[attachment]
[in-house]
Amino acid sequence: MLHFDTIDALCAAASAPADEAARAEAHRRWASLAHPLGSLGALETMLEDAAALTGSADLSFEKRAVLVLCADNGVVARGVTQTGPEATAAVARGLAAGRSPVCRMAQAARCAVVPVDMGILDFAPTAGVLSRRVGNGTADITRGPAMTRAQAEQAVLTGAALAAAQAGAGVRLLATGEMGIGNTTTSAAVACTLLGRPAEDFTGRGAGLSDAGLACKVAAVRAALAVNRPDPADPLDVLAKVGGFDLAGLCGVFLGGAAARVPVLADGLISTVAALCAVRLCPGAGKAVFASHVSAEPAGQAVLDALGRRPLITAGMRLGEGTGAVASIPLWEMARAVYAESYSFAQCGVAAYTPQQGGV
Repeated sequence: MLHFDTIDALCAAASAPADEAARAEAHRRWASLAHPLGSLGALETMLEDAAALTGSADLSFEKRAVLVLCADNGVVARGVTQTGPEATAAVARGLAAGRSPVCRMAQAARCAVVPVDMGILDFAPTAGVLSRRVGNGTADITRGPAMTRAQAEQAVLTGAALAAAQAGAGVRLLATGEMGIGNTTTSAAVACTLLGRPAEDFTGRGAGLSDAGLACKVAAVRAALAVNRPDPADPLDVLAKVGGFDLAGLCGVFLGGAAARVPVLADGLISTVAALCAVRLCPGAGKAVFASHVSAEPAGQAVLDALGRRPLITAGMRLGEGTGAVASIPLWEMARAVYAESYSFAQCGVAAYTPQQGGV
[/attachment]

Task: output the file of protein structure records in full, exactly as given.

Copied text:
[in-house]
Amino acid sequence: MLHFDTIDALCAAASAPADEAARAEAHRRWASLAHPLGSLGALETMLEDAAALTGSADLSFEKRAVLVLCADNGVVARGVTQTGPEATAAVARGLAAGRSPVCRMAQAARCAVVPVDMGILDFAPTAGVLSRRVGNGTADITRGPAMTRAQAEQAVLTGAALAAAQAGAGVRLLATGEMGIGNTTTSAAVACTLLGRPAEDFTGRGAGLSDAGLACKVAAVRAALAVNRPDPADPLDVLAKVGGFDLAGLCGVFLGGAAARVPVLADGLISTVAALCAVRLCPGAGKAVFASHVSAEPAGQAVLDALGRRPLITAGMRLGEGTGAVASIPLWEMARAVYAESYSFAQCGVAAYTPQQGGV
Repeated sequence: MLHFDTIDALCAAASAPADEAARAEAHRRWASLAHPLGSLGALETMLEDAAALTGSADLSFEKRAVLVLCADNGVVARGVTQTGPEATAAVARGLAAGRSPVCRMAQAARCAVVPVDMGILDFAPTAGVLSRRVGNGTADITRGPAMTRAQAEQAVLTGAALAAAQAGAGVRLLATGEMGIGNTTTSAAVACTLLGRPAEDFTGRGAGLSDAGLACKVAAVRAALAVNRPDPADPLDVLAKVGGFDLAGLCGVFLGGAAARVPVLADGLISTVAALCAVRLCPGAGKAVFASHVSAEPAGQAVLDALGRRPLITAGMRLGEGTGAVASIPLWEMARAVYAESYSFAQCGVAAYTPQQGGV